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Myers: Big win hides fact that the road only gets tougher (Feb. 9)

Laura Myers | Wednesday, February 9, 2011

Notre Dame has been no stranger to tough competition this season. The Irish have played thrillers against No. 15 UCLA and No. 2 Connecticut at home, and battled No. 9 Kentucky and No. 2 Baylor on the road.

That they lost in each of those games barely mattered in the context of the season. In fact, they gained a spot in the AP poll after falling 79-76 to Connecticut Jan. 8.

But now, while basking in the success of the second-widest Big East regular-season victory in school history, the Irish need to prepare themselves. It’s about to get a lot tougher, and the last five games of the season are going to matter.

After a home game against Rutgers Saturday, Notre Dame will have a week off. The last four games come in a stretch of just 10 days, and look something like this:

  • At No. 2 Connecticut, which leads Notre Dame in the Big East standings by one game.
  • On national television at No. 17 West Virginia, which tonight held Connecticut to just 57 points in a close, 57-51 loss.
  • Against Cincinnati at home, which should be a break for the Irish providing it doesn’t get overlooked.
  • On national television at No. 14 DePaul, which is right behind Notre Dame in the Big East standings.

Four days later, the Irish will be in Hartford, Conn. for the Big East tournament. When they actually start playing is what’s up for grabs.

Notre Dame has yet to beat a ranked team on the road this year, but will need to get over that hurdle soon. While a top four seed and byes in the first two rounds in the Big East tournament looks likely at this point, it’s not locked up.

The Irish stand second in the Big East with a 10-1 record, and DePaul is right behind at 9-1. Beyond those two, three teams — Marquette, Georgetown and Rutgers — each have conference records of 7-3.

One loss in the next five games, then, wouldn’t hurt. Two should keep Notre Dame in the top four. Three, and there’s a possibility someone else slips in.

Notre Dame lost four Big East games last season, just enough to fall to a No. 5-seed in the conference tournament. It faced No. 1-seed Connecticut in the semifinals, and lost.

Now, none of these road games, even the one in Storrs, should be looked at as automatic losses. The Irish played Connecticut closer than any other Big East team has this year.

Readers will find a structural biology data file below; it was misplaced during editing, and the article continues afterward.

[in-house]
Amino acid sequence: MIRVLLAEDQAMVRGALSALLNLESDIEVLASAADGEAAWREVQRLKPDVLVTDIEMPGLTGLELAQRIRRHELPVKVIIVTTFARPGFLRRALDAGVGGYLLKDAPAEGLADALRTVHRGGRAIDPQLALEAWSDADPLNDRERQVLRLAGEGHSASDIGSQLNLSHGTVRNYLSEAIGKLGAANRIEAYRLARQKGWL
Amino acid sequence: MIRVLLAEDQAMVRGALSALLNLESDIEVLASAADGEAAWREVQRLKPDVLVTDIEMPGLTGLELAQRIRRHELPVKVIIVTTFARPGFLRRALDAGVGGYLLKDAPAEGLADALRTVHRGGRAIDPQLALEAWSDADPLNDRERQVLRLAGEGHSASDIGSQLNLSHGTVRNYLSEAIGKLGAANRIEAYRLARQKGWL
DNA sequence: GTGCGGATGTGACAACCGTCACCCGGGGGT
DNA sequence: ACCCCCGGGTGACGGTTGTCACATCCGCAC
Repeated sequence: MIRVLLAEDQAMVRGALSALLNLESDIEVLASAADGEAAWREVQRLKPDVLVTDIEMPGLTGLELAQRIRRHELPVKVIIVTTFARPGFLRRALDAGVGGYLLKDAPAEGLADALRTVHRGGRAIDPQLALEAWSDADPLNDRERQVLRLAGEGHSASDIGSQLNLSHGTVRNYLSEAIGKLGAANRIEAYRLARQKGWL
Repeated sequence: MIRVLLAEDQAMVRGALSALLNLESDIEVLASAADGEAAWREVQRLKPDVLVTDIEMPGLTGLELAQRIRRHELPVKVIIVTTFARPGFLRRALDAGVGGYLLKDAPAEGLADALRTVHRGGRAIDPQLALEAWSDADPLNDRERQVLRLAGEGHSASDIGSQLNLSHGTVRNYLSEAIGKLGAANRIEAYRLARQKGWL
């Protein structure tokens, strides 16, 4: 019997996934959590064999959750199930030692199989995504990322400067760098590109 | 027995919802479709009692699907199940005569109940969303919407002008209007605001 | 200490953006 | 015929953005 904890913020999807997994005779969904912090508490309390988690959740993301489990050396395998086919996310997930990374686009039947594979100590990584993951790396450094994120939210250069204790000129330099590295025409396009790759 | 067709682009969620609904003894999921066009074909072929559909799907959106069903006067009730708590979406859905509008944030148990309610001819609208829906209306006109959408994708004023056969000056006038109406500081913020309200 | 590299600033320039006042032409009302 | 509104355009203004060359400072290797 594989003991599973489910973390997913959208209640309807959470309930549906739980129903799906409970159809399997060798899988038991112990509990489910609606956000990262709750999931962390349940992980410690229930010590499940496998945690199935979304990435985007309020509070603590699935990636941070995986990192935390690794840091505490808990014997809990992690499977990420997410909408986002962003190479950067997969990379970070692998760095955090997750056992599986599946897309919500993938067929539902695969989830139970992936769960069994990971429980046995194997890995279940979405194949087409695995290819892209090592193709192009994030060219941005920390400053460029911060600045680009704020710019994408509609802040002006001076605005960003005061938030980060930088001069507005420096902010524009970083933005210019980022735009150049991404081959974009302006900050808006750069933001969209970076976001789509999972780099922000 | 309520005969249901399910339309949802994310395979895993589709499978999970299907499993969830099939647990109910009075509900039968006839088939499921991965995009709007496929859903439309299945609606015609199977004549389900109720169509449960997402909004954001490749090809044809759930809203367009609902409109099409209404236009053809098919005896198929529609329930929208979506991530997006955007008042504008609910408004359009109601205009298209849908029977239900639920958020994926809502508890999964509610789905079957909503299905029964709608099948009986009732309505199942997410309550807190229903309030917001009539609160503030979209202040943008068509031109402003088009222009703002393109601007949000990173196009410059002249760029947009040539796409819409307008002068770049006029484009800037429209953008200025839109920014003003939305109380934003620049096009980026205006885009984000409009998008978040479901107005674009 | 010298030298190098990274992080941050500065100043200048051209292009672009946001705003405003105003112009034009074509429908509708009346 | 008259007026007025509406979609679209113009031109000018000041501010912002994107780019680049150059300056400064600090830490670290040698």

But none of the games should be looked at as automatic wins, either.

The Irish have won eight straight, including an easy 80-58 defeat of No. 16 Georgetown on Jan. 18 and tonight’s complete destruction of Seton Hall. But the games leading up to Tuesday’s tilt with the Pirates showed some weaknesses on both sides of the ball.

Irish coach Muffet McGraw said she had addressed her concerns during practice, and her players strongly agreed.

“When Coach is happy, everybody’s happy,” junior guard Natalie Novosel said, humorously alluding to what goes on at practice when McGraw isn’t so cheerful.

Tuesday night, at least, McGraw was in a good mood.

“Offensively it’s probably the best game we’ve played together in maybe the last two games,” she said. “I was happy with both ends of the floor.”

The team came together, capitalizing on each other’s successes and making up for each other’s mistakes. It was by no means a perfect effort; the team overthrew several passes, committed 19 turnovers and missed 10 free throws.

But when you’re talking about perfection from a basketball standpoint, 70 percent shooting from the field after 32 minutes might qualify. McGraw’s explanation for not having enough offensive rebounds on the stat sheet was simply that they didn’t miss enough shots.

Sophomore point guard Skylar Diggins, who played her most complete game of the season Tuesday, said the Irish are getting better every day.

Notre Dame already has a good chance in each of its next five games. If it can continue to improve every game, to minimize errors and play complete team basketball, it should be able to come out on the other side of the regular season having finally proved it can do more than simply hang around with the toughest competition.